Solyaris (Solaris), Andréi Tarkovski, USSR, 1972, 165'
Tarkovski's third full-length feature, and the first inroads of a Russian director into the universe of science fiction. The story goes that, following problems debuting his previous film, which was completely brushed aside and mistreated by the Government, Tarkovski needed a more popular film that would work at the box office and allow him to continue with his career as a filmmaker. This is when the possibility arose to create a film adaptation of a successful novel by a highly popular Polish science fiction writer, Stanislav Lem. Although they both started working together on the script and conception of the film, Tarkovski soon moved away from the main storyline developed in the novel, the possibility of communicating between an expedition of humans and an alien being in the form of an ocean, to focus on the psychology, doubts, and fears of the expedition's members: psychologist Kris Kelvin is sent on an interstellar mission to a space station that orbits around a water-covered planet, Solaris, to investigate the mysterious death of a doctor.
This film is often presented in the context of the Cold War, and as the Soviet response to 2001: A Space Odyssey (1968, Stanley Kubrick). However, both Kubrick and Tarkovski moved away from Manichean and simplistic interpretations in their space-themed versions and, in turn, propose entirely philosophical visions of the relationship between human beings and the cosmos. In the case of Solaris, the result is a master lesson in pure cinema, which ennobles that which is represented through the visual and audible experience in order to attempt to go beyond the landscapes, leading characters, camera movements, mysteries, and storylines presented. There is no use trying to understand one of these films "with logic".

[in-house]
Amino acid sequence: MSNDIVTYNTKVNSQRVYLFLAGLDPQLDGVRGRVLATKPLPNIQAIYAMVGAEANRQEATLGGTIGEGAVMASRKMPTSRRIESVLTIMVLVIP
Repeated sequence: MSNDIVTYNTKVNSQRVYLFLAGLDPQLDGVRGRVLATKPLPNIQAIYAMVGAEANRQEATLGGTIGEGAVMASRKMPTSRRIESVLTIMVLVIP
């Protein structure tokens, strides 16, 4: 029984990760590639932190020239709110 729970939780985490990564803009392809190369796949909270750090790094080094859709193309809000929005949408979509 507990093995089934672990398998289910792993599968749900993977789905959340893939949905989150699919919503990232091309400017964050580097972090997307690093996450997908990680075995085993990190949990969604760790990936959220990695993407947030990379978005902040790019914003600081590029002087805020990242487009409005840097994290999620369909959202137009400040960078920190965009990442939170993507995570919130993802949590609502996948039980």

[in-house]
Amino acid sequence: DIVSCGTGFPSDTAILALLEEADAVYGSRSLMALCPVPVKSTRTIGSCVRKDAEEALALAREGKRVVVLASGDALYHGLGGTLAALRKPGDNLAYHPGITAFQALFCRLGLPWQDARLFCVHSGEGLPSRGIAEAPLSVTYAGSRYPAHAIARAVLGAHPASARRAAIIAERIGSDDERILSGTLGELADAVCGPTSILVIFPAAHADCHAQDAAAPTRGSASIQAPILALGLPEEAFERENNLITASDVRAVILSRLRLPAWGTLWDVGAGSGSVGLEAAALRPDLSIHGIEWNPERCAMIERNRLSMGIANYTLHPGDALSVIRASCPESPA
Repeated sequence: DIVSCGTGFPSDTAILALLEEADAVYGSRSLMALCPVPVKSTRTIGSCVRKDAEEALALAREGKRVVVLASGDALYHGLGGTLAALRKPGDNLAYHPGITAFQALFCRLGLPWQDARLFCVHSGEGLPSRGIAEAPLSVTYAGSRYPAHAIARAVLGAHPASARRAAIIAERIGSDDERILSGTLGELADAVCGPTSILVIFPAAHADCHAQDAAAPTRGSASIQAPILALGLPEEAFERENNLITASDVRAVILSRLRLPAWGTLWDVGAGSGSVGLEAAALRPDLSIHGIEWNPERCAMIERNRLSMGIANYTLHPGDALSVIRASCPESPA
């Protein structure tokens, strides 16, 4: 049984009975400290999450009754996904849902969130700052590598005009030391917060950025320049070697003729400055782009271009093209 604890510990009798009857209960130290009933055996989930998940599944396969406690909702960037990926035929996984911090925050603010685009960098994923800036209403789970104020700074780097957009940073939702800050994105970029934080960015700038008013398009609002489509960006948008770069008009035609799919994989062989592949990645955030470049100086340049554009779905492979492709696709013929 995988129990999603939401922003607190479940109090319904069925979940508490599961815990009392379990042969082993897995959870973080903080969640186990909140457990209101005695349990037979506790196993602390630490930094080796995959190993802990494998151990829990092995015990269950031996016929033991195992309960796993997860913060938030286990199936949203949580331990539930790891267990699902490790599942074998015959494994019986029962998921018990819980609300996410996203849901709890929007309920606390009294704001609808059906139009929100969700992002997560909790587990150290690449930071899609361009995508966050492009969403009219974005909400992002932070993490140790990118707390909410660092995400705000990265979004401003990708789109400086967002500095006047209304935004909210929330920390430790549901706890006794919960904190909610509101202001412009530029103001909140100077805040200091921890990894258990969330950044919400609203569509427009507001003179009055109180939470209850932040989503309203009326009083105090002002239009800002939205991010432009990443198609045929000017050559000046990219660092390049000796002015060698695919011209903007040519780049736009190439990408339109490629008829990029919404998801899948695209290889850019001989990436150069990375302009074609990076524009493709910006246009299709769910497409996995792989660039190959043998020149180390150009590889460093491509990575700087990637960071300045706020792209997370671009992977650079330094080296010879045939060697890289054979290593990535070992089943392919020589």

The film debuted at the Cannes Film Festival in 1972 and received the Grand Jury Prize and the FIPRESCI Critic's Award.